Advancing technologies in winter weather forecasting
Posted: 23 February 2017 | Jaakko Nuottokari | General Manager of the Northern Europe Aviation Meteorology Consortium (NAMCON) | No comments yet
General Manager of the Northern Europe Aviation Meteorology Consortium (NAMCON), Jaakko Nuottokari, discusses the challenges and obstacles involved in the efficient running of an airport in adverse weather and examines the new technologies in place to help with advanced forecasting.
Drawing from the climatology of Northern Europe and the specific challenges it poses on aviation, the Northern European National Meteorological Services (NMS) has developed specific expertise on observing and forecasting winter weather.
We experience winter conditions for more than six months in a year and the daily lives of citizens depends on the roads being cleared of snow and ice, trains running on time, ships running on schedule and aviation functioning even in adverse winter weather. The Northern Europe Aviation Meteorology Consortium (NAMCON) – a cooperation between the National Meteorological Services of Denmark, Estonia, Finland, Iceland, Latvia, Norway and Sweden – emerged from an increasing pressure on the NMSs as designated MET service providers to air navigation to at the same time increase efficiency, harmonise production, innovate and develop new services for emerging user applications.
The task is for one small – to medium-sized NMS a great challenge, and a grouping of seven NMSs can pool together the resources and expertise to meet these challenges much better. The long history of cooperation in Numerical Weather Prediction (NWP), weather radar and training combined with the strong organisational will to create the NAMCON consortium has been and remains the backbone of the cooperation.
The main goal of the consortium is to reduce the cost of designated aviation weather services in line with the Single European Sky Reference Period 2 targets and beyond. The main tool to achieve this is to join the production of services and products and reduce overlap. Examples of such initiatives are the cross-border TAF production over Southern Sweden by the Danish Meteorological Institute and the joint production of the Nordic Significant Weather Chart (NSWC) by the Swedish Meteorological and Hydrological Institute (SMHI) and Finnish Meteorological Institute (FMI).
Information management and production methods are also streamlined into a joint MET briefing portal. NAMCON aims to set the stage for regional service delivery of aviation weather services in Northern Europe by harmonising production and creating joint initiatives. Through incremental and systematic development and cooperation, the challenges of future service delivery can be met while ensuring the continuity of most operations.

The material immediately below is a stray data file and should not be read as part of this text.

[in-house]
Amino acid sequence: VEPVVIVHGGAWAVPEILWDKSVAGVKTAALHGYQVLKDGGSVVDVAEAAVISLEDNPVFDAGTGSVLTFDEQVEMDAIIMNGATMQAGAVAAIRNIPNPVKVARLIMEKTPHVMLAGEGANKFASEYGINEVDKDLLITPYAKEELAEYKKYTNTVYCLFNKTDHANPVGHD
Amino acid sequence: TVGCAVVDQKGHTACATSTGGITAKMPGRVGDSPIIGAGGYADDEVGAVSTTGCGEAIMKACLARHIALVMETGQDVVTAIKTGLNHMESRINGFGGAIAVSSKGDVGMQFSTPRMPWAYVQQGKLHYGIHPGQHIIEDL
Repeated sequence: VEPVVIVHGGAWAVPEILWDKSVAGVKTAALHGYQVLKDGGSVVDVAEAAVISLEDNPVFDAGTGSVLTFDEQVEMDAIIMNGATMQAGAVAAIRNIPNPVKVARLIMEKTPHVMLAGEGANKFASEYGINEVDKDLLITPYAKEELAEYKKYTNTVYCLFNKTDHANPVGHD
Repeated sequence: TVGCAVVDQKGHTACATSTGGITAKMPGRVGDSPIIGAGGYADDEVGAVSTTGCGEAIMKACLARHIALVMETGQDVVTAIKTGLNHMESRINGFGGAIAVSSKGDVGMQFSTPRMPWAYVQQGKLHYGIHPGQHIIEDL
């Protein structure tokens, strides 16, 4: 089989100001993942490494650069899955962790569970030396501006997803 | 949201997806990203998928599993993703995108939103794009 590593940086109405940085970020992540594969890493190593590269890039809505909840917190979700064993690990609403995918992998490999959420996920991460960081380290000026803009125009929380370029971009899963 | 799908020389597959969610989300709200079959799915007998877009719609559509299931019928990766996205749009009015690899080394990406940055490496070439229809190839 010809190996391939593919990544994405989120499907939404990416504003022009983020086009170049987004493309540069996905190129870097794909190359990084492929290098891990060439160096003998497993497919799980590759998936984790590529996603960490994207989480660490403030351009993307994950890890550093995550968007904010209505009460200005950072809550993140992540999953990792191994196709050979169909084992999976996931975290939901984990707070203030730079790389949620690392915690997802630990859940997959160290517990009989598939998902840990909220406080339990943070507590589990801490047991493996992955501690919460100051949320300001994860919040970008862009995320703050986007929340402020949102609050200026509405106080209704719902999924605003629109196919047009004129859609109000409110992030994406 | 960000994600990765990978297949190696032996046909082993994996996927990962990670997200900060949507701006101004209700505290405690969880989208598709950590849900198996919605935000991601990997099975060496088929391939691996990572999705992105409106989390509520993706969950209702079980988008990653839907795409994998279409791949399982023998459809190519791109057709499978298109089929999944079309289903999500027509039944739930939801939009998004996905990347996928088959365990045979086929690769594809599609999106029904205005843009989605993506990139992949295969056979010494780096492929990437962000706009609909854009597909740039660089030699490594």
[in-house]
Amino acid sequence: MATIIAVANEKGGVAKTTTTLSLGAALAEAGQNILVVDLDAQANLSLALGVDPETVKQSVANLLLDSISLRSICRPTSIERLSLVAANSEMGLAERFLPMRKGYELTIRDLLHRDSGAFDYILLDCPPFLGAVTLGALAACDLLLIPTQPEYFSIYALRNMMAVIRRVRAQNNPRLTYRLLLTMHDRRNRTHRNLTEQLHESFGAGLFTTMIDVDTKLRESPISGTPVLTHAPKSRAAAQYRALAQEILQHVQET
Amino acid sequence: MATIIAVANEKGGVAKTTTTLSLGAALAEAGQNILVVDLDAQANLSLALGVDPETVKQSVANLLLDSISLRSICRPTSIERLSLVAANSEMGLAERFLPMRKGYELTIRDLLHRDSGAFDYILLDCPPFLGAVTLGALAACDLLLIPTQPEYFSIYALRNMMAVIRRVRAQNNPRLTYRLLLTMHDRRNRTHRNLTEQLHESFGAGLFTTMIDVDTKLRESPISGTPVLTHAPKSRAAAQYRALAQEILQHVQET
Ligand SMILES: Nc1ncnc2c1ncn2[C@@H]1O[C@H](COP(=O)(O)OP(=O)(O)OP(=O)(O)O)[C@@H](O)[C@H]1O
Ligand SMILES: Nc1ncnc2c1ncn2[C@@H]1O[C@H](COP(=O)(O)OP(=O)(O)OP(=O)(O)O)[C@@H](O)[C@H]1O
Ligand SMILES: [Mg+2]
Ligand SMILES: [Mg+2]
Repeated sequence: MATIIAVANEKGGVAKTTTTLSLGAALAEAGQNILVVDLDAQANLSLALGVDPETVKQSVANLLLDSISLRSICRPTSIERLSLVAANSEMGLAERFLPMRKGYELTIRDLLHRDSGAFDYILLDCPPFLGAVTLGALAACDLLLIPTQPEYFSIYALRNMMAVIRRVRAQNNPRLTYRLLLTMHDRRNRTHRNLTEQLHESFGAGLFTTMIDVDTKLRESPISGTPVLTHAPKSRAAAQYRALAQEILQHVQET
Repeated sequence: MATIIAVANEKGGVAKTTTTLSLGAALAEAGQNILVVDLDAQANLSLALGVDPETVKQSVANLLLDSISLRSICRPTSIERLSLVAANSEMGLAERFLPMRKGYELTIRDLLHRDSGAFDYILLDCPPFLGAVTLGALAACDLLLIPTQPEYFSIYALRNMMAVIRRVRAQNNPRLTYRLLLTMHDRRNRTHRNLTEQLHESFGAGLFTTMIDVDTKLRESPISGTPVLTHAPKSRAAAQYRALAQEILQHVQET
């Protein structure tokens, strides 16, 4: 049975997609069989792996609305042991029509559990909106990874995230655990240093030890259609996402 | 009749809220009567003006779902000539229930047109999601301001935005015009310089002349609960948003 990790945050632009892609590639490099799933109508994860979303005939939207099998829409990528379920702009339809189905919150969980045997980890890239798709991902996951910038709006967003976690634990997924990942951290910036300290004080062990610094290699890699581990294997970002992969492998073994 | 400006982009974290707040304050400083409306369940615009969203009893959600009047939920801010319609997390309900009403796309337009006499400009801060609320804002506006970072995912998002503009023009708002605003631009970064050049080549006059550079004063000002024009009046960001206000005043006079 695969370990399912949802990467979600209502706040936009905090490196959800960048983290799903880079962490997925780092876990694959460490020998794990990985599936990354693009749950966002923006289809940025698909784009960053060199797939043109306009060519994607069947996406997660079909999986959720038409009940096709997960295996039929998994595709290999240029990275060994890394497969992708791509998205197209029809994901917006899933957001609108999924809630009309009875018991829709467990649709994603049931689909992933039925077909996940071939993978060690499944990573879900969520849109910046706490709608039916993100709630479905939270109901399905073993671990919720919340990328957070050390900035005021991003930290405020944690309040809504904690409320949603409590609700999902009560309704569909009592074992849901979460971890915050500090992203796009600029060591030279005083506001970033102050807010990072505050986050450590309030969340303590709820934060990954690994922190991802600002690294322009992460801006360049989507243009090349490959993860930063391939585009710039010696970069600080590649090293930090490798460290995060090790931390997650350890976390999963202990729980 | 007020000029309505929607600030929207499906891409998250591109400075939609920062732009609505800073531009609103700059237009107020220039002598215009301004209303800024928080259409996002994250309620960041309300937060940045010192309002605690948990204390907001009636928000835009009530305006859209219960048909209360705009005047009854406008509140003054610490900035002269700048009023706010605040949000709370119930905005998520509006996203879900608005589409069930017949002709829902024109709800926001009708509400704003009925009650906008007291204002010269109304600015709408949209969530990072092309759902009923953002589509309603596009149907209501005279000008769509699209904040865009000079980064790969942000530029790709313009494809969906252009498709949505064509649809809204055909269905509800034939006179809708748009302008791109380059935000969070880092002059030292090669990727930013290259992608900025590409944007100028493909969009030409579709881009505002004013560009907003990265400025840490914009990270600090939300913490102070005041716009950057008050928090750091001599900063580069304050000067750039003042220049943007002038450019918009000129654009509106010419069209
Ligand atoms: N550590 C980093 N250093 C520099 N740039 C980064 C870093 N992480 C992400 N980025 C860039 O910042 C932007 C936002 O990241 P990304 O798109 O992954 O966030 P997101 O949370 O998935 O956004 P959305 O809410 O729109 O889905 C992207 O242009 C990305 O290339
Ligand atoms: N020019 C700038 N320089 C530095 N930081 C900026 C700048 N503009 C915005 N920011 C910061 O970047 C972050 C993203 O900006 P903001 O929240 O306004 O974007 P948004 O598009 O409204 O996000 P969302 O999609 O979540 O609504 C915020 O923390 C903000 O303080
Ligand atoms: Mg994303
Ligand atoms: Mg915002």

The transition from liquid to solid precipitation and back can happen quickly and involves many precipitation states, from ice particles within the cloud to snow or a mixture of snow and water or plain water. Regular rain can fall in conditions where the surface temperature is below freezing and thus forms glaze over surfaces, resulting in either freezing rain or freezing drizzle. In order to assist airports and airlines in their operations in these conditions, the different precipitation types must be identified and their processes transformed into forecast algorithms.
Such algorithms are being developed in an operational setting by a group of specialised forecasters. An example of an operational product to forecast precipitation type is given in Figure 1. Precipitation type is estimated using the model parameters at model surface levels (typically around 65 vertical levels) to identify the patterns typically leading to the formation of such phenomena. This requires solid forecasting experience and deep theoretical background from the meteorologists. The precipitation type forecast tools allow the user to have an advanced warning about the onset and cessation of events such as heavy snowfall or freezing rain, potentially causing major impacts to airport operations especially.
The precipitation type forecasts are available depending on the initial model up to 15 days in advance. However, the best accuracy is achieved with limited area models with forecast times less than five days. As part of the TOPLINK project, the FMI developed also a multi-model probabilistic precipitation type product based on the locally run HIRLAM, European ECMWF and U.S. GFS models. This tool is a pre-planning tool to identify winter weather risk well in advance at European major airports and will undergo operational trials during 2016 and ready for deployment in 2017-18 as part of SESAR solutions.
Poor visibility and low cloud base
NWP models produce many different post-processed visibility and cloud base products. Many of these have been performing poorly, and thus operational aviation weather forecasters have developed new post-processing methods to improve forecast accuracy. The developed methods are tested, monitored and verified against observations with special attention on the correct geographical and temporal representation of the phenomena. The developed algorithms make use of the vertical levels closest to the ground and thus are not only based on surface condition forecasts.